Start with a Pencil Sketch
Begin your ink drawing with a pencil sketch.
The first step in this drawing is to sketch the scene in pencil. Draw the image lightly in line and avoid shading any areas. It is important to keep the paper clean because you will be applying transparent watercolor paint at the final stage.
This is the time to make any the big decisions about your composition: what to include and what to leave out. At this stage you can change your mind and erase or simplify details, but you don’t get a second chance when you start inking. Once you are satisfied with your composition you are ready to start drawing in ink.
Draw over your lines with ink.
Using a nibbed pen and waterproof Indian ink, carefully draw over your pencil lines. As the ink can often take some time to dry, it is advisable to plan your approach to an ink drawing. If you are right-handed, start at the left hand side of the paper and work towards the right. This way you will avoid smudging sections that you have previously drawn which may still be damp. If you are left-handed, reverse these instructions. Once the ink is dry you can start to pencil in the patterns and textures of the tiles, slates, brickwork and bushes.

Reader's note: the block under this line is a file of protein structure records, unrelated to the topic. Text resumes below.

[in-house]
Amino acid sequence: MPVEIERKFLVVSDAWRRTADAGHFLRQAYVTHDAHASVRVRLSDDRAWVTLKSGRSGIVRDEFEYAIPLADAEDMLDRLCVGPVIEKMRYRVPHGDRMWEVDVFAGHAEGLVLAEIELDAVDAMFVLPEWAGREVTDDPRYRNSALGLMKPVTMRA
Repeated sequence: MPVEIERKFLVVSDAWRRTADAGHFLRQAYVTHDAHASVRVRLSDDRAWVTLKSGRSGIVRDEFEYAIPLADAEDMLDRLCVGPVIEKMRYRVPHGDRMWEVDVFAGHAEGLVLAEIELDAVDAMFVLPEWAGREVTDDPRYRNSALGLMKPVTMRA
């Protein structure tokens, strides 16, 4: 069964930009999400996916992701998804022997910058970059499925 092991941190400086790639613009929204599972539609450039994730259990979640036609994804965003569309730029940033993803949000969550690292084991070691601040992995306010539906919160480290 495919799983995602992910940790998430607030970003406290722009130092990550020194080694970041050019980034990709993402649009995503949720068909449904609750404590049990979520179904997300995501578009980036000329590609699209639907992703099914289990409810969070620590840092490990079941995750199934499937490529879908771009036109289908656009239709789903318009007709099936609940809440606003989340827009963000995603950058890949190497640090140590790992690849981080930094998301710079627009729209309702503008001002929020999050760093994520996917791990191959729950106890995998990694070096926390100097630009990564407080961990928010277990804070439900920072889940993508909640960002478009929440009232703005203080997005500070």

Add pattern and texture.
In a detailed landscape like this, it is advisable for the inexperienced to lightly pencil in the tiles, slates, and brickwork. Without the guidance of a pencil line, you could get into some difficulty when inking these small, complicated areas. However, some artists prefer not to use an underlying pencil line as they like the spontaneity of their marks and accept their ‘mistakes’ or lapses of concentration as part of the natural drawing process.
Some of the walls in our drawing have been patterned with brickwork, while others have been stippled with dots to suggest a pebble dash texture. (Stippling is an ink drawing technique where you apply tone and texture in small dots.) A few have been left plain to evoke a stucco finish. The bushes have also been stippled in graduated tones to convey their texture and form.
Slates that are too small to draw individually have been suggested by hatched lines. (Hatching is an ink drawing technique where you apply tone and texture in rows of parallel lines.)
We mentioned on the previous page, when talking about shapes and colours, that a landscape drawing or painting does not have to be an identical copy of what the artist can see, but that it may have some of its elements adjusted to create a better composition. The same applies to patterns and textures. You can change, simplify or enhance these for creative effect.